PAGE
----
History and Future of Cobots

The exponential growth of the cobot market is due in no small part to industries like automotive and industrial assembly, as well as pick and place needs and material handling.

Close up of a collaborative robot, or cobot.  The future of cobots is skyrocketing.
A robotic arm stands at the ready. Cobots like this one are used in manufacturing.

The future of cobots, or collaborative robots, is bright.  Even before the COVID-19 pandemic increased the need for worldwide automation, the collaborative robot industry had an expected annual growth rate of nearly 30%. The market expected to reach $5.6 billion by 2027. 

This exponential growth is due in no small part to industries like automotive and industrial assembly. Pick and place needs and material handling contribute, too.  These fields account for 75% of all cobot-related revenue from 2018.  As the market continues to expand,  these uses are expected to hold a full 2/3rd of the cobot market. 

Expanded technology is the primary driving force behind this exploding market.  Industrial robotics that was once caged to protect human workers have now been allowed additional freedom. This is due to vision integration systems that offer obstacle avoidance.  Such systems were featured in the Automate 2019 Show in Chicago, have significantly expanded how cobots can be integrated into today’s smart factory. 

The History of the Cobot

The term “cobot” stems from a 1997 US Patent filed by James E Colgate and Michael A Peshkin. The patent was entitled “Cobots” describing the “field of software-programmable robotic manipulators and assist devices….that can directly interact with a human operator.”   The device they describe in their patent is what we today would describe as an IAD or an Intelligent Assist Device. It was based upon previous work done by General Motors (GM)  to add robotics to their workforce.   

This research also used previous successes in building articulated industrial robots powered by electric motors or other means. These moved at points using a range of structured joints that allowed the robot to spin, bend, or grip. The joints are similar to human wrists, elbows, and knuckles. However, human constraints don’t apply. (1)

Colgate and Peskin’s device was capable of moving in a non-caged environment as it helped human co-workers with assembly operations.  However, the device had no internal source of motive power as a safety precaution. Instead, this power was provided by a human worker.   Later cobots like KUKA’s LBR3 and LBR4 moved under their own motive power but was still more IAD than cobot.  

The first truly collaborative robot with the capability to work safely alongside human workers without safety fencing was Universal Robots UR5, released in 2008.  Thesis small, user-friendly cobot launched a new era of cost-efficient integration, giving small- to medium-sized manufacturers an avenue to this technology without exorbitant investment.  

In many cases, cobots were initially met with skepticism and suspicion by those in the manufacturing industry, and some were slow to consider the adoption of this technology.  Now, however, the market is growing rapidly.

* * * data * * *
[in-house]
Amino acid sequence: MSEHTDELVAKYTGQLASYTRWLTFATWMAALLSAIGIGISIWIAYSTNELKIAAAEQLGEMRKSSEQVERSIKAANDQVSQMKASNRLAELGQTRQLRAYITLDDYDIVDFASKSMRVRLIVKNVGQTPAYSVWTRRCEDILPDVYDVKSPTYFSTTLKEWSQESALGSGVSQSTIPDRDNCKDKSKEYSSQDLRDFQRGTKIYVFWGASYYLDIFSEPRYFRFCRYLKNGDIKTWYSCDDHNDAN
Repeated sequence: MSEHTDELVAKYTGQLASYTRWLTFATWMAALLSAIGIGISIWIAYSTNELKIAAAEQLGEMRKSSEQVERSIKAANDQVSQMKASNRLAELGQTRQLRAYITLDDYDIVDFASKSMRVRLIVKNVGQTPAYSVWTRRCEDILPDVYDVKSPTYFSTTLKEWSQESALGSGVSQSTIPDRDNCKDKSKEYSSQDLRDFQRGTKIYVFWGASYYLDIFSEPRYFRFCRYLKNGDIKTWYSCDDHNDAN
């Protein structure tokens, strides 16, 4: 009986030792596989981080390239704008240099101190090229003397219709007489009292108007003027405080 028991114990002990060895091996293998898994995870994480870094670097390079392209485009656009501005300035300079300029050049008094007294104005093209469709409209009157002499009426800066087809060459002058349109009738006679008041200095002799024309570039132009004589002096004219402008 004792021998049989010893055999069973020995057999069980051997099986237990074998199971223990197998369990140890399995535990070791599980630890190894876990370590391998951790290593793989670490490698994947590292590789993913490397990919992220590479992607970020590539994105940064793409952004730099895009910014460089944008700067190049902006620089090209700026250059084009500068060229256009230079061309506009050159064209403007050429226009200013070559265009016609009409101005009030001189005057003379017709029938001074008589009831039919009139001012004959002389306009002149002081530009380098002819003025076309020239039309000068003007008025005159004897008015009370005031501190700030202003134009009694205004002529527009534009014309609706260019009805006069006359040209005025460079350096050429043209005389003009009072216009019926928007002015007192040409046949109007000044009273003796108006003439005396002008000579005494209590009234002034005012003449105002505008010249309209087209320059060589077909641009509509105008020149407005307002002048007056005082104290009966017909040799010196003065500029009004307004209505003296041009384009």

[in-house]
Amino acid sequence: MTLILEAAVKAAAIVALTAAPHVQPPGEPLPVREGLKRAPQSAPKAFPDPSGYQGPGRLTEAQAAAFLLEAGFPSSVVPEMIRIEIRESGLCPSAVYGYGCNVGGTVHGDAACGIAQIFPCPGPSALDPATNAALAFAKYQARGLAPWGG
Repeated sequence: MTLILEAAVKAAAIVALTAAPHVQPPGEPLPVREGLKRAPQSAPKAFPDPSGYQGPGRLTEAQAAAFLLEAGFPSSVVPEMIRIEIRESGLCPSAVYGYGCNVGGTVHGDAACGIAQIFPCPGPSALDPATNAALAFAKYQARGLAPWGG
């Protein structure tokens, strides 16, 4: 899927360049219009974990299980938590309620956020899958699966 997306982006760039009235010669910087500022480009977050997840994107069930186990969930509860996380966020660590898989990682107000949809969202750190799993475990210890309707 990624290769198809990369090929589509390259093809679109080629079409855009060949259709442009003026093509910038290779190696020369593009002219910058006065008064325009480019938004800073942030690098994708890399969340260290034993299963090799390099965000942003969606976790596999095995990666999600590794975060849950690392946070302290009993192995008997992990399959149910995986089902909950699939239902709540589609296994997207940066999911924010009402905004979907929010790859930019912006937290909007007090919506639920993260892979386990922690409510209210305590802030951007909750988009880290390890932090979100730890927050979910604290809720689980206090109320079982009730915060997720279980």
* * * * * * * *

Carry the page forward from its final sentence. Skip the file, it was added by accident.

Challenges for Cobot Adoption

Although cobot technology is developing quickly, there are still a number of challenges standing in the way of industry-wide adoption.  One of the most significant is the limited dexterity of all robotics, that can struggle with small or delicate parts with different surfaces and shapes depending on position.  For now, this limits many cobots’ ability to choose pieces quickly enough to maintain a proper production pace. 

But faster processors attached to cobot vision systems address these challenges head-on. These systems process spatial data at faster speeds, allowing cobots to maintain motion control and improve productivity.  Cobots can more easily identify paths around obstacles, too. This improves safety. The machine can change its actions without a reduction in work speed.

This improved vision allows less part precision and positioning. Unlike previous generations, new cobots can “see” and adjust more like live workers.  Additionally, cobots can adapt to environmental changes as they happen, such as a human worker moving into their path, without incident.  This maximizes the safety of human workers, but it also allows multiple moving cobot units to interact with each other on the manufacturing floor as they perform independent tasks, without fear the expensive units will inadvertently run into one another. 

How the Pandemic May Affect the Future of Cobots  

Many companies have seen business plummet in the wake of the pandemic.  But some manufacturers–especially those who have pivoted to provide PPE or other necessary equipment–have actually seen an increase during this time.  And yet as companies work to decrease the risk of exposure to workers, maintaining pre-pandemic levels of production has become a challenge.

Cobots have provided the solution for some.   RCM Industries, an aluminum die casting manufacturer with a seven-decade history,  added two UR10e cobots to their manufacturing floor(2) in order to move employees to safer tasks, to maintain social distancing, and to increase their ability to compete with overseas competition.   The company has seen a 15% increase in throughput since adding the cobots to their operations. 

While no one has a crystal ball to see what will happen in the manufacturing industry in the future, it seems more than likely cobots will continue to increase their foothold.   Depending on the future needs for social distancing and worker safety, this adoption may accelerate even more than previously expected. 

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